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Documentazione "Body Image

Revealer"
Body Image Assessment in Eating Disorder Patients
E.M.

Il Body Image Revealer è un software in grado di simulare in maniera


naturale e realistica i cambiamenti del corpo in condizioni di
sovrappeso e sottopeso. Lo strumento è stato sino ad ora
utilizzato per la ricerca sull’immagine corporea nei pazienti affetti da
disturbi dell’alimentazione, obesità e disturbo da dimorfismo
corporeo.Lo strumento può essere considerato come uno specchio
virtuale che riproduce fedelmente l’immagine corporea della persona
in trattamento.Utilizzando questa proiezione e valutando le modifiche
effettuate dai pazienti è possibile individuarne il grado di
Procedura

Step 1: al soggetto viene scattata una foto mediante una fotocamera


digitale connessa al computer.

Step 2: in videoproiezione a grandezza naturale1 l'immagine del soggetto


viene presentata sia partendo da una simulazione di sovrappeso, sia di
sottopeso ai fini di una valutazione delle distorsioni dell'immagine
corporea e la gravità dell' insoddisfazione corporea.

Step 3: L’operatore pone alcune domande al paziente che deve


rispondere correggendo l'immagine simulata mediante la pressione di
alcuni pulsanti sul comando a distanza (come pensi di essere? Come
senti di essere? Come pensi che gli altri ti vedano? Come vorresti
apparire?)

1
Anche se le correlazioni fra videoproiezione speculare,1 a 1 e monitor LCD sono
molto alte
STUDI EFFETTUATI CON IL BODY IMAGE REVEALER

Testing a new digital method to assess body image in eating

disorder patients: a multi-centric pilot study

A pilot study was designed to develop and test a new digital computer-based
assessment method aiming at evaluating the body image distortions in eating
disordered patients.
The instrument’s algorythm is able to recognize different body parts and can
simulate over- and underweight by means of the subject’s own picture taken
previously with a digital camera.
67 female patients (mean age 24 +\- 7) from both the Eating Disorder Unit of
the University Psychiatric Center KU Leuven Campus Kortenberg (Belgium)
and Villa Garda’s Clinic (Italy) and 42 female controls (mean age 23 +\- 4)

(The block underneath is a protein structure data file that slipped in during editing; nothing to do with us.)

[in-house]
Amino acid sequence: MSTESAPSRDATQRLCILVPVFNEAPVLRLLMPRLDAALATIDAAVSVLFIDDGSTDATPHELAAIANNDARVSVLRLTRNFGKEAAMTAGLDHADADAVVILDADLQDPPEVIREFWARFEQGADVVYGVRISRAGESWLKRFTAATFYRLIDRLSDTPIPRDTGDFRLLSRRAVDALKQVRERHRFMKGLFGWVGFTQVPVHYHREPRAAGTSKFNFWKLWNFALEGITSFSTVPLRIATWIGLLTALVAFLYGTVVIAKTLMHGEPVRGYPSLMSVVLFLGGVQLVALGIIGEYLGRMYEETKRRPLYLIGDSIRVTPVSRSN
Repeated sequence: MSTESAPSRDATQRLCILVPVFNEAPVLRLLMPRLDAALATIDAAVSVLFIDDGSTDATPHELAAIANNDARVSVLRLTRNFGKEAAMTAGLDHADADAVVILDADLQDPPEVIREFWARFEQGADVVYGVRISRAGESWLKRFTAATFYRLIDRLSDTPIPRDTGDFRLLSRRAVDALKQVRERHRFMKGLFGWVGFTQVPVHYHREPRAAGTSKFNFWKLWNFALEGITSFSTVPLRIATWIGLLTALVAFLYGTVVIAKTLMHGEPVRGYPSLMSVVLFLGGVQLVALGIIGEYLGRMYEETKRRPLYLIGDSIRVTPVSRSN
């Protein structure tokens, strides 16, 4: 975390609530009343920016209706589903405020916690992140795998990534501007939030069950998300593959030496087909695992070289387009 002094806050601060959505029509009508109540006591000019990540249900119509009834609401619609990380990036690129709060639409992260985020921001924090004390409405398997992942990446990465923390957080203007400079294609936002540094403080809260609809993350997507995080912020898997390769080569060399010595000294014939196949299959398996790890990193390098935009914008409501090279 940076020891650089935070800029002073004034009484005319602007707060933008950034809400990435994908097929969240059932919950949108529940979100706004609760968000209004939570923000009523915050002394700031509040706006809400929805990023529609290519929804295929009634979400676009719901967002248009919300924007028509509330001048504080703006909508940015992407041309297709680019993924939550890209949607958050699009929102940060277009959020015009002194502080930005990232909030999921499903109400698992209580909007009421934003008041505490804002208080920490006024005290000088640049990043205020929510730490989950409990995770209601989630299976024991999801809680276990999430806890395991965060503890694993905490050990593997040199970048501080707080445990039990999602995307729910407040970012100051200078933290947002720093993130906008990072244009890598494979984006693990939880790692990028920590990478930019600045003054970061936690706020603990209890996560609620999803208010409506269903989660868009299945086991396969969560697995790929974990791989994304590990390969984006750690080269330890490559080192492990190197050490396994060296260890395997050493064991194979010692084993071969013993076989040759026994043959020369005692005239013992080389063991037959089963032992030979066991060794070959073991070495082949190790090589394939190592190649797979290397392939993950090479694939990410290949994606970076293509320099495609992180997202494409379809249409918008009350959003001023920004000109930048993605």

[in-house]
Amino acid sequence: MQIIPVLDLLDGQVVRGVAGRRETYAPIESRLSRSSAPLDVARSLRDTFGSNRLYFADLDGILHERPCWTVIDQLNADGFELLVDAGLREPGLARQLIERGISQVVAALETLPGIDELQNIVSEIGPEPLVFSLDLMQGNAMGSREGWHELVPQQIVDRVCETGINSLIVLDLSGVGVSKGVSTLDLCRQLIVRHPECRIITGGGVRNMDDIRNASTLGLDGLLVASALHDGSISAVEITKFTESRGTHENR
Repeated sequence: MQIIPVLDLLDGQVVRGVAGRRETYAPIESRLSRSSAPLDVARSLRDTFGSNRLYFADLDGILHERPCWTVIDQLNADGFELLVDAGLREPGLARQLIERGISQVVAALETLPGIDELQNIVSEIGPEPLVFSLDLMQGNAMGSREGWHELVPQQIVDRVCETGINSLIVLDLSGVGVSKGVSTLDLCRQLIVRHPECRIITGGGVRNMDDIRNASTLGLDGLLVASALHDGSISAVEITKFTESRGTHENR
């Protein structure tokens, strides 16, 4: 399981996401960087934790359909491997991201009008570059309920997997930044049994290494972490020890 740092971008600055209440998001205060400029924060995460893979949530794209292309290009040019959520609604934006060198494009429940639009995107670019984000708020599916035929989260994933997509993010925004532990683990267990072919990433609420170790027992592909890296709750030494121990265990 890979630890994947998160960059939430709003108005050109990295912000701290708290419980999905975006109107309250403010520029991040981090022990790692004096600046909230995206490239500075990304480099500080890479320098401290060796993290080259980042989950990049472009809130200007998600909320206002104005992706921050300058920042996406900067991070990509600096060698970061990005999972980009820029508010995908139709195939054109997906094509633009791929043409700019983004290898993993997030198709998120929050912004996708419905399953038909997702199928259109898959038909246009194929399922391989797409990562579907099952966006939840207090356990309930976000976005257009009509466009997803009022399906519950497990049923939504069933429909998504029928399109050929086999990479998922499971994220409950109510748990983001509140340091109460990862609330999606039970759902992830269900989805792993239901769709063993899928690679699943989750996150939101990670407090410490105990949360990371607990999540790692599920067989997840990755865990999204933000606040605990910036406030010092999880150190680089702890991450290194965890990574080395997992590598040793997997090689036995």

were tested with this new technique together with EDI2, SCL90 and BAT.
Significant differences were found between the eating disorder sample and
the control group in the cognitive (how do you think you really look like) and
affective (how do you feel you are) tasks with the digital technique.
Remarkably, the results showed also significant differences between Italian
and Belgian patients in the meta-cognitive task.
In support of the convergent validity of this new technique, measures of
Cognitive, Optative and Affective Tasks, were positively correlated with their
equivalents from the questionnaries subministered.

Articolo presentato ad Alpbach (Austria)


Netzwerk Esstoerungen
Austrian Society for Eating Disorders International Congress
L’articolo e’ consultabile anche via internet a questo link:
www.netzwerk-essstoerungen.at/kongress06/download/k06_abstractbook.pdf

Body image assessment in eating disorder patients:

testing a new digital method

Body image disturbances have been a challenge for both researchers and
therapists working with eating disorders in the last thirty years.
A extreme preoccupation with the body in combination with a general fear to
gain weight is often cited as a causal and/or maintaining factor in eating
disorders.
For too long, research on body perception in eating disorders has been
focusing on accuracy of body size estimation in a rather simplistic way.
There is a strong need for a new and valid instrument in body image
assessment methods.
The present study reports on the development of a body image assessment
instrument combining a sophisticated subject's image simulation technique
and simplicity of administration.
Furthermore, we report on a pilot study, testing a new digital system in
hospitalized eating disorder patients of the University Center St-Jozef
(Belgium) and Villa Garda's Clinic (Italy). Women with clinical eating disorders